I am going to wade in on this discussion only to offer encouragement and not much helpful data. I used to go to the Henry Ford Museum and research a lot of time with Bruce McCalley. We would meet there. In the later visits I wasn't looking for anything in particular but things to perhaps write about that might be interesting. I decided to write an article on Headlight lamps and their history during the Ford model T era only. I began and it got to be a huge huge project and I decided it was beyond one simple visit. It started out kind of simple but Ford ran into a buzz saw in that as the Headlight technology emerged the various states began to write their own specifications to not "blind" the oncoming horse and wagon or other cars. Ford added a letter to a factory number as they revised it but also in the absence of specifications yet they added a different letter of the alphabet for different sources since they then could keep them separate. The file on the headlight bulb began to grow through the years and by end of production it almost looked like Ford was going to need a different bulb for every state in the union. I closed the book on any research and decided it was not a simple research but was a project in itself just to figure out what changed and when. I gave up on doing it myself but its a real can of worms to try and sort out from the file but probably IS doable if someone wants to devote enough time to it.
I just also wanted to mention that George has it right with regard to bulb details. The "weird formula" that he alluded to has to do with the fact that tungsten filaments have a very narrow voltage range over which they have anything like a constant current draw, constant brightness, or constant life expectancy. The Formula for life expectancy change is Design Voltage divided by Actual Voltage applied raised to the 12th power and then the result of that multiplied by the design voltage life rating. It turns out that if you then run a 12V bulb at 6V you will then get 12/6=2 and 2 raised to the 12th power is 4096. You will multiply the bulb life by a factor of 4096 by operating it at half voltage and as George points out you must read very carefully as to what the Design Voltage actually is/was in order to know what is going on. Conversely if you operate a 6V bulb from 12V you will get 1/4096 of its expected life at 6V. Yep it is almost a flash bulb. Even within a single bulb that might have 2 filaments, the design voltage for one filament may be different than for the other. This is common with brake light and running light combo bulbs.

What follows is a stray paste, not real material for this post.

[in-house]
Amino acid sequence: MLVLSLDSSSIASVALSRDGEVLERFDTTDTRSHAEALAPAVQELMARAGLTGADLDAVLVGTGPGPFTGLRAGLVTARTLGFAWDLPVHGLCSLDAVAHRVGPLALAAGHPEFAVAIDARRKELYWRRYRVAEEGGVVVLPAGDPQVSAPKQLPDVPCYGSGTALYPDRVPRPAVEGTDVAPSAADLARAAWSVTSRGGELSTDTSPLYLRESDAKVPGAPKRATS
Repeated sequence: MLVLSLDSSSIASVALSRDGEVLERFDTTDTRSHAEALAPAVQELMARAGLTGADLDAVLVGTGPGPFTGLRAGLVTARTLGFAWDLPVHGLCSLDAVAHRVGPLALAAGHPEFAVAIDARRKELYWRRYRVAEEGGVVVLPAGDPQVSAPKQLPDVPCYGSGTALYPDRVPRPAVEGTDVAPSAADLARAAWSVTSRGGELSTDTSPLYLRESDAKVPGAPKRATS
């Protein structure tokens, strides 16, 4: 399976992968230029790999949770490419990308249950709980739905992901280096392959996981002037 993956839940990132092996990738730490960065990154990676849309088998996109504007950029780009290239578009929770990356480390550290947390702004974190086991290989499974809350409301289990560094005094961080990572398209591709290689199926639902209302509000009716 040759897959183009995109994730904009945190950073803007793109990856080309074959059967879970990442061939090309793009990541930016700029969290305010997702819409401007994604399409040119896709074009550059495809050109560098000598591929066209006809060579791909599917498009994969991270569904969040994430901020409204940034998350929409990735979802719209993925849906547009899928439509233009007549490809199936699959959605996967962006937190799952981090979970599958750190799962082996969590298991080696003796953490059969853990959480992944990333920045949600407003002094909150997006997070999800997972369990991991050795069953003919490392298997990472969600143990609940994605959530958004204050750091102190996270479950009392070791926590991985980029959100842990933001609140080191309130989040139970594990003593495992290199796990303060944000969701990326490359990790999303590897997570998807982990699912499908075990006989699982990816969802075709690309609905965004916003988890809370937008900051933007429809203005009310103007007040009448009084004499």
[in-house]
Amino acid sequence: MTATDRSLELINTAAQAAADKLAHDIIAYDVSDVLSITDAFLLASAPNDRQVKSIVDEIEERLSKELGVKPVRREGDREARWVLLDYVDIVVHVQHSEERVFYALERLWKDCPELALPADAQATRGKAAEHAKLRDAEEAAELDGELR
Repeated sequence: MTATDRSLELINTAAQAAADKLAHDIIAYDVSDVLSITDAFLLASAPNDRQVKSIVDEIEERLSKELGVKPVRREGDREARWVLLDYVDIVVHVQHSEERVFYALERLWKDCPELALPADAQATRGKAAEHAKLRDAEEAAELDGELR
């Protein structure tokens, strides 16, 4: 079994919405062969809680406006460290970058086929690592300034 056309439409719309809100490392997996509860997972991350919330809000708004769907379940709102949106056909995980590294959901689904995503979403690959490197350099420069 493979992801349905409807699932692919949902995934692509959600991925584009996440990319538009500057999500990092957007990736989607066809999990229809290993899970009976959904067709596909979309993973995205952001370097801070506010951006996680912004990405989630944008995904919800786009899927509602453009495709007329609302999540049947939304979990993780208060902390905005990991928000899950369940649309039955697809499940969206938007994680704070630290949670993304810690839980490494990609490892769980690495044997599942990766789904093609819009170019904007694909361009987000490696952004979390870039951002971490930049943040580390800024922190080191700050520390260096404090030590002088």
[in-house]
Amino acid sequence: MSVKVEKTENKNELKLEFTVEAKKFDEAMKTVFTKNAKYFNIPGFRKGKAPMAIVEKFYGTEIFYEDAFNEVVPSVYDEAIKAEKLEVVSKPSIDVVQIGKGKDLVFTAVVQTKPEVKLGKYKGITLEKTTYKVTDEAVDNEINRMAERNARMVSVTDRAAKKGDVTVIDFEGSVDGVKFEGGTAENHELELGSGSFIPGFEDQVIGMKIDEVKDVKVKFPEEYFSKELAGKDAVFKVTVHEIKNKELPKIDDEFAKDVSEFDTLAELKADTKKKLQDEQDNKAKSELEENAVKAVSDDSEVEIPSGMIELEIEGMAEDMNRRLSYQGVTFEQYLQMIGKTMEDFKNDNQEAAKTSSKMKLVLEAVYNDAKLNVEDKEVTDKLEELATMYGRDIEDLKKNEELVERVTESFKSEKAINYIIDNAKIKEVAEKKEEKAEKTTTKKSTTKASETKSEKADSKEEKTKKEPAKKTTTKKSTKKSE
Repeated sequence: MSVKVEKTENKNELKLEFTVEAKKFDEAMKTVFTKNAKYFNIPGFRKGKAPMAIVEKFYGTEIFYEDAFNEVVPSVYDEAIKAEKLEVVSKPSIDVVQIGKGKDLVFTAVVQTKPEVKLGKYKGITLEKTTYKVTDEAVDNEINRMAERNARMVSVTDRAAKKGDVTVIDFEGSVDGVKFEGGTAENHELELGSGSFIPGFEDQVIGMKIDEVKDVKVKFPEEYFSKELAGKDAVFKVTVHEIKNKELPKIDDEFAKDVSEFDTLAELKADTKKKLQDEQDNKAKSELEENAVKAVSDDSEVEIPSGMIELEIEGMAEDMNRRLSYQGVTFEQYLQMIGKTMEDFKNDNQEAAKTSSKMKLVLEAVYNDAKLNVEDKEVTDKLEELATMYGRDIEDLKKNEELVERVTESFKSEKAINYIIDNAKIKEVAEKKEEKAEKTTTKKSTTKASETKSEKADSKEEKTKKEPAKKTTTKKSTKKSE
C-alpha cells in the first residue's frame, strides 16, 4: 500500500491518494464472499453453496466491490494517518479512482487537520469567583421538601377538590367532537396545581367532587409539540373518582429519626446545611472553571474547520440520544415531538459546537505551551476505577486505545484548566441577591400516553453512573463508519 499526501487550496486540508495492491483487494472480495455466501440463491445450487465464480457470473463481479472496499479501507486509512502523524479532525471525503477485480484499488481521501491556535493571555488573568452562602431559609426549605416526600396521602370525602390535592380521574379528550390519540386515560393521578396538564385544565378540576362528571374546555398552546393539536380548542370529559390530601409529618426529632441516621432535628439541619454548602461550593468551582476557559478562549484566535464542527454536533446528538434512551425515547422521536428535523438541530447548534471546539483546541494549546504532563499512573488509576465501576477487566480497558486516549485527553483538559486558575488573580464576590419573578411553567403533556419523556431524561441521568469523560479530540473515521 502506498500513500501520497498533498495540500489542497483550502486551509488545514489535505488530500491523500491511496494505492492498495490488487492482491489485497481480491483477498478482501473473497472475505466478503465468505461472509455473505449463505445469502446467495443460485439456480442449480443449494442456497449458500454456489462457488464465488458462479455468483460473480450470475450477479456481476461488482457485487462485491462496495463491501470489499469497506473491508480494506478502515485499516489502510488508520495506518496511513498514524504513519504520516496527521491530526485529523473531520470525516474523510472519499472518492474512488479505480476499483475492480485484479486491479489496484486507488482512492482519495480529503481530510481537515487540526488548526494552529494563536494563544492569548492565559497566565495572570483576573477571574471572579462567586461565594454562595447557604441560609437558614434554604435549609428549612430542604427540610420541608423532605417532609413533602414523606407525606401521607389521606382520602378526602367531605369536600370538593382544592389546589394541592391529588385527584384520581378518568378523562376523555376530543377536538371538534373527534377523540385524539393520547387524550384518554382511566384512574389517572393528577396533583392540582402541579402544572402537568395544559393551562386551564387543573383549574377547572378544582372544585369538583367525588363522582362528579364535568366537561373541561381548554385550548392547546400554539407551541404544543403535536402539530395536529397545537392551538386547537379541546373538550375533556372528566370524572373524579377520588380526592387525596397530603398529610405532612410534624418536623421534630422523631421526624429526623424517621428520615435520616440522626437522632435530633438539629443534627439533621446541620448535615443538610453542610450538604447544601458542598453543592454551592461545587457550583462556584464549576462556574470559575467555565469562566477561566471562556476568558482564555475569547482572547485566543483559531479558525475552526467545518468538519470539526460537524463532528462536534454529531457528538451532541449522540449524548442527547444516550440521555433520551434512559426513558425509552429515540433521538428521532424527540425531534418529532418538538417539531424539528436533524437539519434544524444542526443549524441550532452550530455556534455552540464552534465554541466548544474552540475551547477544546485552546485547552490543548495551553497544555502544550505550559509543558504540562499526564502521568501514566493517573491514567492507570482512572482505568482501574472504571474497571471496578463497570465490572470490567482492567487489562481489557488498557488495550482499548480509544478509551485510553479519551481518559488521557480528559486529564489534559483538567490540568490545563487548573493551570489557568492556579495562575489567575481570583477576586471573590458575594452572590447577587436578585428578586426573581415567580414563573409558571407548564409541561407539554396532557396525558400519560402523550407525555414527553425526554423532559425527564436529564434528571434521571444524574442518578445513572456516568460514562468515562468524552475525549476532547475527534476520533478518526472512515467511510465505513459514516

The point is that there is NO single bulb that was used for Model T's or anything like that. There were lots of differences and Ford had to know which state of the union the car was going to in order to comply and then as now the states with the most regulations in general were the problem states.
I have some original Ford bulbs and some Mazdas. I'll have to take pictures and post them.
It would be nice to have a "true" 32/50 cp bulb. It would also be great if a sealed beam headlight were available as it is for the "A". Also, does anyone know the ACTUAL amperage draw and cp rating of each filament in the halogen replacement?
I'm using 1158's in my '25 and like them. If you use a 32-50, the generator can't keep up! I think the original manufacturer of them was Tung-Sol.
Here are some shots of what I believe may be original bulbs. They were in my 26 Tudor that is a very original low usage car.
Very Hard to see on the above bulb but on the top of the glass "DOT 32 & 32" is etched into the glass. So this is double filament but the same candle power on each. There is no manufacturer on the bulb.
Here are a few bulbs:
21-21 CP Mazda 6-8V
32-32 CP Westinghouse 6-8V
32-32 CP Tung Sol (newer style) 6-8V
Here's a chart I found in an old Sunray Lighting catalog. It shows graphically how the Average Life drops off when you get above the Design Volts.
My hoard of GE and Westinghouse No.1000, 32/32CP lamps are marked "6-8 Volts".
I shall presume the actual Design Voltage is 7.0.
This would mean that at 6.0 volts, they only give about 16CP each.
And I hope they never see 8 volts as that would severely eat into the lifespan.
I have an original Ford script bulb around here somewhere, but I can't find it. Ford didn't put the bulb number on it. When I find it, I'll get a photo of it.
Thanks Larry. If you find it, I look forward to seeing it. Jim Patrick